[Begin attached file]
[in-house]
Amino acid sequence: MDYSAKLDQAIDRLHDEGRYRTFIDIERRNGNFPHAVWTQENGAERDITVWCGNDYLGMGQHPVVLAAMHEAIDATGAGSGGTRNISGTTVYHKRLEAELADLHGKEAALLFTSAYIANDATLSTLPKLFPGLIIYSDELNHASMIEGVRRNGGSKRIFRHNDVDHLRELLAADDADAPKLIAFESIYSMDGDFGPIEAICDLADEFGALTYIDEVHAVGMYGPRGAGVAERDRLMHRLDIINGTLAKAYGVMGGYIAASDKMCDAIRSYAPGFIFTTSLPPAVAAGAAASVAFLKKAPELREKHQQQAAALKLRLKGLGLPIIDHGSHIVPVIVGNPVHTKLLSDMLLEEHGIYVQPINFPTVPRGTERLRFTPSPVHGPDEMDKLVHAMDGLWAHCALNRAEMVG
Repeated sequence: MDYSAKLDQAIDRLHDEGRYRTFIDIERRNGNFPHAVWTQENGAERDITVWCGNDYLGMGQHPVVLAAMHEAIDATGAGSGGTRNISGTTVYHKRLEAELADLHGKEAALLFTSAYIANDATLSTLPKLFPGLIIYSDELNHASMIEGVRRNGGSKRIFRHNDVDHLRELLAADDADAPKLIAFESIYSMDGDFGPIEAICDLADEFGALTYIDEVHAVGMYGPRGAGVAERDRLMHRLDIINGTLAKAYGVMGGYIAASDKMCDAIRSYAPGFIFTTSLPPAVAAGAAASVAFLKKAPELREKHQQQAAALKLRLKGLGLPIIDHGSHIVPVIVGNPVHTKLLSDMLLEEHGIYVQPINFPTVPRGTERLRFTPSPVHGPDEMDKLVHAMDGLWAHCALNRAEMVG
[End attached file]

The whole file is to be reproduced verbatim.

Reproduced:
[in-house]
Amino acid sequence: MDYSAKLDQAIDRLHDEGRYRTFIDIERRNGNFPHAVWTQENGAERDITVWCGNDYLGMGQHPVVLAAMHEAIDATGAGSGGTRNISGTTVYHKRLEAELADLHGKEAALLFTSAYIANDATLSTLPKLFPGLIIYSDELNHASMIEGVRRNGGSKRIFRHNDVDHLRELLAADDADAPKLIAFESIYSMDGDFGPIEAICDLADEFGALTYIDEVHAVGMYGPRGAGVAERDRLMHRLDIINGTLAKAYGVMGGYIAASDKMCDAIRSYAPGFIFTTSLPPAVAAGAAASVAFLKKAPELREKHQQQAAALKLRLKGLGLPIIDHGSHIVPVIVGNPVHTKLLSDMLLEEHGIYVQPINFPTVPRGTERLRFTPSPVHGPDEMDKLVHAMDGLWAHCALNRAEMVG
Repeated sequence: MDYSAKLDQAIDRLHDEGRYRTFIDIERRNGNFPHAVWTQENGAERDITVWCGNDYLGMGQHPVVLAAMHEAIDATGAGSGGTRNISGTTVYHKRLEAELADLHGKEAALLFTSAYIANDATLSTLPKLFPGLIIYSDELNHASMIEGVRRNGGSKRIFRHNDVDHLRELLAADDADAPKLIAFESIYSMDGDFGPIEAICDLADEFGALTYIDEVHAVGMYGPRGAGVAERDRLMHRLDIINGTLAKAYGVMGGYIAASDKMCDAIRSYAPGFIFTTSLPPAVAAGAAASVAFLKKAPELREKHQQQAAALKLRLKGLGLPIIDHGSHIVPVIVGNPVHTKLLSDMLLEEHGIYVQPINFPTVPRGTERLRFTPSPVHGPDEMDKLVHAMDGLWAHCALNRAEMVG